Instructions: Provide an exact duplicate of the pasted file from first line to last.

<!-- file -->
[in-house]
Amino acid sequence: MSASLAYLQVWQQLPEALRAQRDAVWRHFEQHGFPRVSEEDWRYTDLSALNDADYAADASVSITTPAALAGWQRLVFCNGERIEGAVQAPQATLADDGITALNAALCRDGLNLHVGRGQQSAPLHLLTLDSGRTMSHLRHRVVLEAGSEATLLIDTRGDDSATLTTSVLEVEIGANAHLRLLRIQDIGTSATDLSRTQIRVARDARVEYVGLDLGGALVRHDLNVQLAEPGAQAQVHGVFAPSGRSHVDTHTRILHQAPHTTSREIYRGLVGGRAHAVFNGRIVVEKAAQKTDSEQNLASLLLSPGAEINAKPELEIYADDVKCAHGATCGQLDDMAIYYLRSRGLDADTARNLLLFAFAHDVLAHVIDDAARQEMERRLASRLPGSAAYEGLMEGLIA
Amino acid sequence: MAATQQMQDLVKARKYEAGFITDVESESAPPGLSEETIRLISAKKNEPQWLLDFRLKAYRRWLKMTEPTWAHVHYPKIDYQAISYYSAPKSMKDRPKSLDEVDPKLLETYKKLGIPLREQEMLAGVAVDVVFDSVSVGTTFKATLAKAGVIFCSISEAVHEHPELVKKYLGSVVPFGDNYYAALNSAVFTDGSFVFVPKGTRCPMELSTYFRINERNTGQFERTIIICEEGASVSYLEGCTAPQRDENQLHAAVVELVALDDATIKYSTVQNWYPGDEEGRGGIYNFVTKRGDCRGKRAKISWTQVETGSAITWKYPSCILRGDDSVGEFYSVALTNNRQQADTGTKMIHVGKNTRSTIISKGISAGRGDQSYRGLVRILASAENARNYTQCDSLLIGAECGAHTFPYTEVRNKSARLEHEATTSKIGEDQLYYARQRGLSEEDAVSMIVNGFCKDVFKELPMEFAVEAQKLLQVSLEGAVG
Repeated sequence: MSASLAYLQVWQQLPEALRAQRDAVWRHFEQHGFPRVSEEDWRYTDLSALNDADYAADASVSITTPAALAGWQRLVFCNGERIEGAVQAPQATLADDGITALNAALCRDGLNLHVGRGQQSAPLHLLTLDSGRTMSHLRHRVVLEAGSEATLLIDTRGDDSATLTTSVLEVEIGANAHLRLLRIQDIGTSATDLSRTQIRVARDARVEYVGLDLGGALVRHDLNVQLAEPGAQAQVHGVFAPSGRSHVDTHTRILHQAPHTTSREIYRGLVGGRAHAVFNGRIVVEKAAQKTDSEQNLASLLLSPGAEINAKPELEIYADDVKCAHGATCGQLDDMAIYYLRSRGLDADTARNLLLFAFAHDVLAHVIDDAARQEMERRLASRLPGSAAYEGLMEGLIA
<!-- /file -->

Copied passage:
[in-house]
Amino acid sequence: MSASLAYLQVWQQLPEALRAQRDAVWRHFEQHGFPRVSEEDWRYTDLSALNDADYAADASVSITTPAALAGWQRLVFCNGERIEGAVQAPQATLADDGITALNAALCRDGLNLHVGRGQQSAPLHLLTLDSGRTMSHLRHRVVLEAGSEATLLIDTRGDDSATLTTSVLEVEIGANAHLRLLRIQDIGTSATDLSRTQIRVARDARVEYVGLDLGGALVRHDLNVQLAEPGAQAQVHGVFAPSGRSHVDTHTRILHQAPHTTSREIYRGLVGGRAHAVFNGRIVVEKAAQKTDSEQNLASLLLSPGAEINAKPELEIYADDVKCAHGATCGQLDDMAIYYLRSRGLDADTARNLLLFAFAHDVLAHVIDDAARQEMERRLASRLPGSAAYEGLMEGLIA
Amino acid sequence: MAATQQMQDLVKARKYEAGFITDVESESAPPGLSEETIRLISAKKNEPQWLLDFRLKAYRRWLKMTEPTWAHVHYPKIDYQAISYYSAPKSMKDRPKSLDEVDPKLLETYKKLGIPLREQEMLAGVAVDVVFDSVSVGTTFKATLAKAGVIFCSISEAVHEHPELVKKYLGSVVPFGDNYYAALNSAVFTDGSFVFVPKGTRCPMELSTYFRINERNTGQFERTIIICEEGASVSYLEGCTAPQRDENQLHAAVVELVALDDATIKYSTVQNWYPGDEEGRGGIYNFVTKRGDCRGKRAKISWTQVETGSAITWKYPSCILRGDDSVGEFYSVALTNNRQQADTGTKMIHVGKNTRSTIISKGISAGRGDQSYRGLVRILASAENARNYTQCDSLLIGAECGAHTFPYTEVRNKSARLEHEATTSKIGEDQLYYARQRGLSEEDAVSMIVNGFCKDVFKELPMEFAVEAQKLLQVSLEGAVG
Repeated sequence: MSASLAYLQVWQQLPEALRAQRDAVWRHFEQHGFPRVSEEDWRYTDLSALNDADYAADASVSITTPAALAGWQRLVFCNGERIEGAVQAPQATLADDGITALNAALCRDGLNLHVGRGQQSAPLHLLTLDSGRTMSHLRHRVVLEAGSEATLLIDTRGDDSATLTTSVLEVEIGANAHLRLLRIQDIGTSATDLSRTQIRVARDARVEYVGLDLGGALVRHDLNVQLAEPGAQAQVHGVFAPSGRSHVDTHTRILHQAPHTTSREIYRGLVGGRAHAVFNGRIVVEKAAQKTDSEQNLASLLLSPGAEINAKPELEIYADDVKCAHGATCGQLDDMAIYYLRSRGLDADTARNLLLFAFAHDVLAHVIDDAARQEMERRLASRLPGSAAYEGLMEGLIA